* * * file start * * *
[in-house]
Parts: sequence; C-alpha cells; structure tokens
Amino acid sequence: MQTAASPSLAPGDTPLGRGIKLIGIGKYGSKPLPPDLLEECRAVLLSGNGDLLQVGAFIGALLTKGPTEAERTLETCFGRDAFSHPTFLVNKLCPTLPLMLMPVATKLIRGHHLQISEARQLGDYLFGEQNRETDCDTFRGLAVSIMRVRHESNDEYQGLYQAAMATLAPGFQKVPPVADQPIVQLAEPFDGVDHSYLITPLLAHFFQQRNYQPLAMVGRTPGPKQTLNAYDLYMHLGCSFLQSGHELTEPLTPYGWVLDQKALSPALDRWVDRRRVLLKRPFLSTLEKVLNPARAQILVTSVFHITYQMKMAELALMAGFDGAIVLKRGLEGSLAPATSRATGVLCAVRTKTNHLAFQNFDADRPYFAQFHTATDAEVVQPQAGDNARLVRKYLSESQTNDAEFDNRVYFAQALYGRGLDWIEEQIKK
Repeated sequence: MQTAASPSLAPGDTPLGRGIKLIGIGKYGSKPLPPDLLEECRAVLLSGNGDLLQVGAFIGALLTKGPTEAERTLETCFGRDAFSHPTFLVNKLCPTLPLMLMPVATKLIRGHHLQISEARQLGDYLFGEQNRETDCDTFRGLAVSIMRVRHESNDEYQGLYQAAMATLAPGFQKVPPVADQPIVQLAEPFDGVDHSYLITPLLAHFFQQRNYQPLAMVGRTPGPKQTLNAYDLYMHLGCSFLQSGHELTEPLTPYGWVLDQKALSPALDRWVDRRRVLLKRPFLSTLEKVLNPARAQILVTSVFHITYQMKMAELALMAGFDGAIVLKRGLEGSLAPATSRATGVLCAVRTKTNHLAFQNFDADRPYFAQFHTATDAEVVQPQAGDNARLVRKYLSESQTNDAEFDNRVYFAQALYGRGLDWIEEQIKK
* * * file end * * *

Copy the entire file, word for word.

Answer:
[in-house]
Parts: sequence; C-alpha cells; structure tokens
Amino acid sequence: MQTAASPSLAPGDTPLGRGIKLIGIGKYGSKPLPPDLLEECRAVLLSGNGDLLQVGAFIGALLTKGPTEAERTLETCFGRDAFSHPTFLVNKLCPTLPLMLMPVATKLIRGHHLQISEARQLGDYLFGEQNRETDCDTFRGLAVSIMRVRHESNDEYQGLYQAAMATLAPGFQKVPPVADQPIVQLAEPFDGVDHSYLITPLLAHFFQQRNYQPLAMVGRTPGPKQTLNAYDLYMHLGCSFLQSGHELTEPLTPYGWVLDQKALSPALDRWVDRRRVLLKRPFLSTLEKVLNPARAQILVTSVFHITYQMKMAELALMAGFDGAIVLKRGLEGSLAPATSRATGVLCAVRTKTNHLAFQNFDADRPYFAQFHTATDAEVVQPQAGDNARLVRKYLSESQTNDAEFDNRVYFAQALYGRGLDWIEEQIKK
Repeated sequence: MQTAASPSLAPGDTPLGRGIKLIGIGKYGSKPLPPDLLEECRAVLLSGNGDLLQVGAFIGALLTKGPTEAERTLETCFGRDAFSHPTFLVNKLCPTLPLMLMPVATKLIRGHHLQISEARQLGDYLFGEQNRETDCDTFRGLAVSIMRVRHESNDEYQGLYQAAMATLAPGFQKVPPVADQPIVQLAEPFDGVDHSYLITPLLAHFFQQRNYQPLAMVGRTPGPKQTLNAYDLYMHLGCSFLQSGHELTEPLTPYGWVLDQKALSPALDRWVDRRRVLLKRPFLSTLEKVLNPARAQILVTSVFHITYQMKMAELALMAGFDGAIVLKRGLEGSLAPATSRATGVLCAVRTKTNHLAFQNFDADRPYFAQFHTATDAEVVQPQAGDNARLVRKYLSESQTNDAEFDNRVYFAQALYGRGLDWIEEQIKK